Mercy In a Mean Time

785px-Rembrandt_Harmensz_van_Rijn_-_Return_of_the_Prodigal_Son_-_Google_Art_Project (1)

Mercy In a Mean Time
Brian Zahnd

My father was a political man; a lawyer and a judge. He was an ideological conservative. He was also known for his kindness and mercy. My dad died in 2009. At his funeral a man approached me and said, “Your father sent me to prison for armed robbery. I came to his funeral today to honor him. He always treated me with respect and dignity, and he dealt with me as mercifully as the law would allow.” I don’t know how often a felon attends the funeral of a judge who sent him to prison in order to pay his respects, but I would guess it’s not too often. My point is that my father was a political conservative who never felt his conservatism was in conflict with his Christian commitment to kindness and mercy.

Which is why I am so baffled and grieved by what seems to be a turn toward meanness in the name of conservatism. I’m also quite sure that my father, were he alive today, would be just as baffled and grieved.

But as a pastor my real concern is for Christians who embrace meanness simply because they see it modeled by culture war celebrities like Rush Limbaugh and Ann Coulter. This is a tragedy. Philosophically I have no intrinsic objection to ideological conservatism. (Personally, I don’t bother to place myself anywhere on the Left/Right political grid.) But for followers of Jesus the manner in which we hold our politics must be compatible with the spirit of Jesus. And, yes, I know very well that ideological liberalism can be just as mean and intolerant. But my concern is for the community of evangelicals with whom I have been deeply associated for more than forty years. Many American evangelicals now seem to be infected with a meanness contracted from their uncritical commitment to contemporary conservatism — a meanness that is incompatible with Christianity.

If partisan politics places us in an antagonistic posture toward the poor, the sick, the immigrant, and the 2.2 million people in American prisons, we have placed ourselves among those condemned by Jesus as “goats” for failing to show mercy to “the least of these.” This is troubling.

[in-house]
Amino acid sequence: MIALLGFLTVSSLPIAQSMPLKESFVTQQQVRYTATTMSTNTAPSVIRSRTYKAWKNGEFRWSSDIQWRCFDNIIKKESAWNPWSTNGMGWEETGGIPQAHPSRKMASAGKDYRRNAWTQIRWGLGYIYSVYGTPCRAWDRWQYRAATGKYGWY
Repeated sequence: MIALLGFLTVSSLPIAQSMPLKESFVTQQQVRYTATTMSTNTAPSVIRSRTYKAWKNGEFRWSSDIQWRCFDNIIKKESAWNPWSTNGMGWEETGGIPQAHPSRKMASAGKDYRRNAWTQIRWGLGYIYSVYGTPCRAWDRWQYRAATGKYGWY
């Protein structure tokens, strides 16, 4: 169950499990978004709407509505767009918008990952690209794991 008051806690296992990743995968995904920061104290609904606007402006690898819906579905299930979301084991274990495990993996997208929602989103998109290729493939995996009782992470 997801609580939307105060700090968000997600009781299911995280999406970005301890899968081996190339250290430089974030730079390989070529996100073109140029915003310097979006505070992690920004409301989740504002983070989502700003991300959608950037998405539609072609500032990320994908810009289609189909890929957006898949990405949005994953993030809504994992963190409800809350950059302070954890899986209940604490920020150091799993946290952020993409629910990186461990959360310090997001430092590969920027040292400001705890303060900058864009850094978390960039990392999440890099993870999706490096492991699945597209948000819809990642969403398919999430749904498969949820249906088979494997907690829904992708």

A careful reading of the parable of the Sheep and the Goats (Matthew 25:31–46) shows that Jesus is not strictly speaking about an afterlife judgment, but about what happens “when the Son of Man comes in his glory.” According to Jesus, the coming of the Son of Man is not an event postponed to a distant future, but an imminent event. On the night of his arrest, Jesus told the High Priest Caiaphas that he (Caiaphas) would witness the coming of the Son of Man. “But I tell you, ‘from now on you will see the Son of Man seated at the right hand of Power and coming on the clouds of heaven.’” (Matthew 26:64) During his trial before the Sanhedrin, Jesus claimed to be the Son of Man referred to in Daniel 7 — the humane ruler who is the alternative to the beasts of empire. It is to this Son of Man that the Ancient of Days gives everlasting dominion over the nations. When Jesus, the Son of Man, was vindicated by God in resurrection and given all authority in heaven and on earth, the nations were given a Christ-informed moral arc that if followed leads to what Jesus describes as “the kingdom prepared for you from the foundation of the world.” But if the nations reject the way of Jesus, it leads them to “the eternal fire prepared for the devil and his angels.” Jesus teaches us that the nations that care for the impoverished, the infirm, the immigrant, and the imprisoned enter the Father’s kingdom, while those nations who ignore “the least of these” are on the path to a smoldering Gehenna.

This is something we should take very seriously. I’m not talking about whether you vote for an elephant or a donkey, but whether you follow the Lamb. I’m talking about the attitude of your heart. What is your general disposition toward…

The poor?
Those in need of health care?
Immigrants (documented or not)?
America’s vast prison population?

If your attitude is one of indifference, distrust, disgust, anger, or moral superiority, may I suggest that you are being carried by the spirit of the age toward meanness as you fly away from mercy.

For a follower of Jesus, no loyalty to a political ideology can justify a turn away from mercy and toward meanness.

Meanness is not cool, it’s not tough, it’s not admirable; it is diabolical. It’s simply not like Jesus.

Remember what James the brother of Jesus said…

“Judgment will be without mercy to anyone who has shown no mercy. Mercy triumphs over judgment.” (James 2:13)

Mercy triumphs over judgment. That’s tattoo worthy. I recommend tattooing it on your soul!

When you can blame…have mercy.
When you can shame…have mercy.
When you can criticize…have mercy.
When you can condemn…have mercy.
When you have a political disagreement…have mercy.
When you have a theological disagreement…have mercy.
When you are certain you are completely right…have mercy.
When you could exact your revenge and get even…have mercy.
So that when you pray, “Lord, have mercy on me”—
There will be a large reservoir of mercy for God to draw from.

I hope this post doesn’t anger those of you with a passion for politics. This is not a plug for any particular political ideology — it is a plea for mercy. It is a plea that we who are followers of Jesus would be known, not for meanness, but for mercy. Like my dad was.

Lord, have mercy.
Christ, have mercy.
Lord, have mercy.


Version 2
L. Glen Zahnd

(The artwork is a detail from Rembrandt’s Return of the Prodigal.)